Basic Building Blocks of Writing – Words: part 1

10/2/2005 4:05:53 PM
I’m going to go over the basics of the parts of speech because I have no idea who will be reading this. The simplest style book assumes a knowledge of the parts of speech and how they work together, so I don’t want to suggest a style book without giving novice writers a reminder. And besides, even we experienced writers could use a little refresher course, right? Of course right!
Nouns are people, places, things or ideas. There’s nothing more simple than that. There are three kinds of nouns: your garden variety noun, proper nouns, and gerunds.
Proper nouns are formal names for things, including trademarked names: the Eiffel Tower, Land Rovers, Jeeps, Kleenex, Baton Rouge, President Bush; the list goes on and on. They are always capitalized. The exception are those trademarked proper nouns that have become common nouns, like jello, cellophane, and jeep. In those cases, check your dictionary for the proper spelling and capitalization.
Gerunds are a funky kind of noun that’s made by pairing up a verb, (usually an action verb) with the ending -ing. Examples are skiing, walking and driving. They can be tricky to spot because there is a verb form that also uses -ing as an ending (or suffix). The key is to ask yourself, “In this sentence, is this a thing?” If so, it’s a gerund.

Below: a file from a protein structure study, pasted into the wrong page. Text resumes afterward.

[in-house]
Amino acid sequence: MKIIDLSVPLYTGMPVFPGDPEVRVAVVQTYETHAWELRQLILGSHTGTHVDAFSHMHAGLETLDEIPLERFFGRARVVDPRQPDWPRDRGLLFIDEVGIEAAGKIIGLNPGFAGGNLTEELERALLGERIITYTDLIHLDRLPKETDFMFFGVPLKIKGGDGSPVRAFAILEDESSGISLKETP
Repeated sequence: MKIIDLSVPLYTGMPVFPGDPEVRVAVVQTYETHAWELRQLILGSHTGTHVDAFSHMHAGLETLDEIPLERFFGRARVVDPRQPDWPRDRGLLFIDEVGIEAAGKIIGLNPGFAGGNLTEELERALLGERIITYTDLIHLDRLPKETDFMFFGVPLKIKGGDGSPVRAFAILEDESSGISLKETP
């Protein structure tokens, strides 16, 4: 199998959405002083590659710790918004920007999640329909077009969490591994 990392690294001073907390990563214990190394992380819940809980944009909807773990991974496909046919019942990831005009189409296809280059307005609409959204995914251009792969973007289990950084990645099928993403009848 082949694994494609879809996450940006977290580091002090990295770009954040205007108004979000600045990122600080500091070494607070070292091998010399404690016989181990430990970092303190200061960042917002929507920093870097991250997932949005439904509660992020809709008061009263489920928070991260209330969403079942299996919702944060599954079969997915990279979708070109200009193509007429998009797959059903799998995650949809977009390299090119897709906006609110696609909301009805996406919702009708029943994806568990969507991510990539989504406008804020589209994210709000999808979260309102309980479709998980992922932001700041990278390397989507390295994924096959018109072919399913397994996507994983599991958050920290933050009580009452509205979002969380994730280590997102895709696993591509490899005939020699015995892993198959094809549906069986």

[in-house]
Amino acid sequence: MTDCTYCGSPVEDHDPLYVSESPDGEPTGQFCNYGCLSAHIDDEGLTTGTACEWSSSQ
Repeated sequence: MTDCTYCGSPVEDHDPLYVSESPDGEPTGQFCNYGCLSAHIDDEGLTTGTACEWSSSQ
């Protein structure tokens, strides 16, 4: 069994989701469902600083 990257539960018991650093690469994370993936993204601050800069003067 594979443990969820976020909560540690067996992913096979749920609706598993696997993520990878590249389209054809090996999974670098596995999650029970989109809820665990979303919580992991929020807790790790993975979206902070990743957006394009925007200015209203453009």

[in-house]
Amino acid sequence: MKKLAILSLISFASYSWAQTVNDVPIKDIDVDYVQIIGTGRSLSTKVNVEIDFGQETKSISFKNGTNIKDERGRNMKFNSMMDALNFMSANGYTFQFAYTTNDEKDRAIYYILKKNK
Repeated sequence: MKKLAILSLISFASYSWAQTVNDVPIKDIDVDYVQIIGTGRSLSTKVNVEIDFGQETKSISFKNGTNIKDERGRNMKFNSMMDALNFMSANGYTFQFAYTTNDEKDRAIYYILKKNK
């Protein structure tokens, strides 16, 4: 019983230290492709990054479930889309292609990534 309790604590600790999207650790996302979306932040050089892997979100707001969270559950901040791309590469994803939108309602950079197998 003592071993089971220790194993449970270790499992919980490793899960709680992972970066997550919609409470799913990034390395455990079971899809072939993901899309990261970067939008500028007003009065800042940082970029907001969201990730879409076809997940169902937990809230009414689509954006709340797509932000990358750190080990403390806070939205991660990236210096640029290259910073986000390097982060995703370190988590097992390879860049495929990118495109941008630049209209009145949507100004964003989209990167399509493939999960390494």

Verbs, simply put, are what you do. (Where have I heard something like that before?) They indicate motion or a state of being. Like nouns, they can be broken down a little further.
In elementary school you might have heard of helping verbs. These are the forms of be, can, will, shall, may, and have. (There might be one or two others. If I think of them, I’ll edit and add them.) They are paired with a verb to show a state of being or a place in time. In the past few sentences, I’ve used: “might have heard“, “might be“, “will edit“, “are paired” and “have used“. Helping verbs can be used with other helping verbs as in the case of “might have heard” and “can be used“.
Pronouns are another basic part of speech. They can take the place of a noun in almost any situation.
Personal pronouns have two different forms. I, He, she, we and they are used as subjects of a sentence. Me, him, her, us and them are used as direct objects. You and it can be used in either case. I is always capitalized, no matter where in a sentence it is found. The others are always lower case unless they start a sentence, the only possible exception a referral to a deity, in which case, the pronoun would be capitalized.
Possessive pronouns also have two forms. My, his, her, our, your, its and their are used before a noun. Mine, his, hers, ours, yours, and theirs stand alone and are used as direct objects.
Nouns or pronouns coupled with verbs are the building blocks of the most simple part of communication: the independent clause.

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